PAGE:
Safety Zone Debates
Yup, we need to do more than the above, and that is the mix where practitioners, academics and actual students can mix and in engage in the same milieu. Lots of panels are great, lots of questions, debates and discussions are even better. Debates and discussions about real issues. Debates where every voice is heard, and this is so important for the culture of an architecture school. Debates where it’s not just a macho title bout. We need to make safe spaces to have these conversations.
Of course, if the academics are too busy with their so-called “careers” and gaming their research metrics ( don’t get me started on this subject), then they will never engage in the culture of an architecture school. Even if some academics can’t design teach their way out of a wet paper bag, then it would be nice to see them at the debates, exhibitions and talks.
Need I say more than merely using the D word. Or do I have to spell it out? I have written a bit about it here. If you want an excellent Architecture school the more diverse its constituents, the better. Homogeneous and monocultural schools just lead to the most appalling power asymmetries within their confines and then later on in the profession.
I have observed three different approaches across all the Archi schools in Australia.
The diverse curriculum school — as distinct from a school with diversity– the “design” school, and the focused curriculum school (oh so boring). The diverse school can be great as it will allow different lines of design research and approaches to emerge. It might even enable synergies to happen between different domains of design knowledge. Which is all ok provide the school with the diverse curriculum is structured well. But it is not great if it is usually managed in an ad-hoc fashion, all the bits of curricular just kicking around in a rubbish bin. To be great schools, these types of schools need active, attentive and balanced leadership.
Then there are the Archi Schools focused on a single-digit idiocy, of a technical trick, brand attribute or singular focus: sustainability, materials science, fab-labbing, urban design and of course parametrics. I am not actually sure these types of archi schools are actually schools of architecture. I am sorry, but I am too much of a generalist to stomach these types of schools.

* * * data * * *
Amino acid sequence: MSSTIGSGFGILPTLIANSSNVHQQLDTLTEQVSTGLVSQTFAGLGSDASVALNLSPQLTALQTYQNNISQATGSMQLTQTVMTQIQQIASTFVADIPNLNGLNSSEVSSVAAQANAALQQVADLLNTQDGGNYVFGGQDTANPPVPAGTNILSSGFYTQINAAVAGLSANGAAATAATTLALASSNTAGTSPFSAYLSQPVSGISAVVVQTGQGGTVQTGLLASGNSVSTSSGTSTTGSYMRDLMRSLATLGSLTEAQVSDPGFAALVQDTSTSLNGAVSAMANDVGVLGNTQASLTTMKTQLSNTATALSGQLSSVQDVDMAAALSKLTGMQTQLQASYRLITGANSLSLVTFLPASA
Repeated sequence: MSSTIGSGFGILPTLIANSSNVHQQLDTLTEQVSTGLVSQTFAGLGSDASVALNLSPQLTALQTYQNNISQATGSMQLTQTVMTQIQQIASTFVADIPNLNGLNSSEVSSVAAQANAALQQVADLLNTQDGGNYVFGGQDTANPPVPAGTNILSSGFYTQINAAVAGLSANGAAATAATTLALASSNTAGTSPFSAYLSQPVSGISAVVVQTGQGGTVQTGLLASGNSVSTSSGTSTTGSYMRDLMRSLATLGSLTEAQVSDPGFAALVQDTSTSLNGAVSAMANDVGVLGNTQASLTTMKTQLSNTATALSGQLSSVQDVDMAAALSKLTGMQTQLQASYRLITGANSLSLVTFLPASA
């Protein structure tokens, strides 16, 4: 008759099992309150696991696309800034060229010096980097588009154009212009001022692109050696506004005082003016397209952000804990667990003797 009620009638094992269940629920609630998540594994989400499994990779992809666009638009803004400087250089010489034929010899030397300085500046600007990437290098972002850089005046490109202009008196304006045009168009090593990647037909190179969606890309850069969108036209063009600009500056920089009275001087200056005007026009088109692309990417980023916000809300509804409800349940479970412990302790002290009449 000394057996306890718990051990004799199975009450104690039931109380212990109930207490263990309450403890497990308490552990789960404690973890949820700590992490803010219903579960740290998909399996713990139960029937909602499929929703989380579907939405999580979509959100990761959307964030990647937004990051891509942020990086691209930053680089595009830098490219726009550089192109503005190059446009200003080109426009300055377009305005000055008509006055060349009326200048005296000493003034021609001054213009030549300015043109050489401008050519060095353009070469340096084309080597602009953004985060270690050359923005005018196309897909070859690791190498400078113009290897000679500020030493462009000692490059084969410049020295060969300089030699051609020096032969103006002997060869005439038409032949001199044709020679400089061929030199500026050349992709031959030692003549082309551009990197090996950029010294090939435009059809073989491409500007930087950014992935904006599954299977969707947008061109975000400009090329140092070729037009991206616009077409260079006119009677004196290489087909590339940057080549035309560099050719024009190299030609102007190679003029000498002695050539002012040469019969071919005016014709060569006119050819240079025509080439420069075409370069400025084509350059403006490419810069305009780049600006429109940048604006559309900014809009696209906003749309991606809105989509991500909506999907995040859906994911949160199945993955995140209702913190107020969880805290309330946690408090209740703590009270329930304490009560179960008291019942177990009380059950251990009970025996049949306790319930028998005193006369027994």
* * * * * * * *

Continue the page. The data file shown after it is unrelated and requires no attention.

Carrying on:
Of course, in some schools, everyone is a designer or aspires to be one. Committed to the concept and the holy idea or “process.” This tendency doesn’t really help dismantle the celebrity cult. And this sensibility always ends up sounding like the contrary argument. It’s a philosophy or approach that might have been current 20 years ago. But increasingly, design as an autonomous field to be protected, is a head-in-the-sand issue. It’s appallingly apolitical because it is a viewpoint that continually fends off anything from outside the discipline: politics, management, technology, and of course any kind of theory. With a little bit of intellectual generosity, rather than the old hokey-pokey designer smoke and mirrors, these schools can be great.
So that’s it, and I am always amazed how different schools fall into some of the various traps mentioned up. But the real point I am trying to make is that: architecture schools are a microcosm of the profession, and if we really want to change Architecture going into the future then we really need to change the schools as well. This is so important.
Bring on the revolution then we can all get fives in the ERA rankings.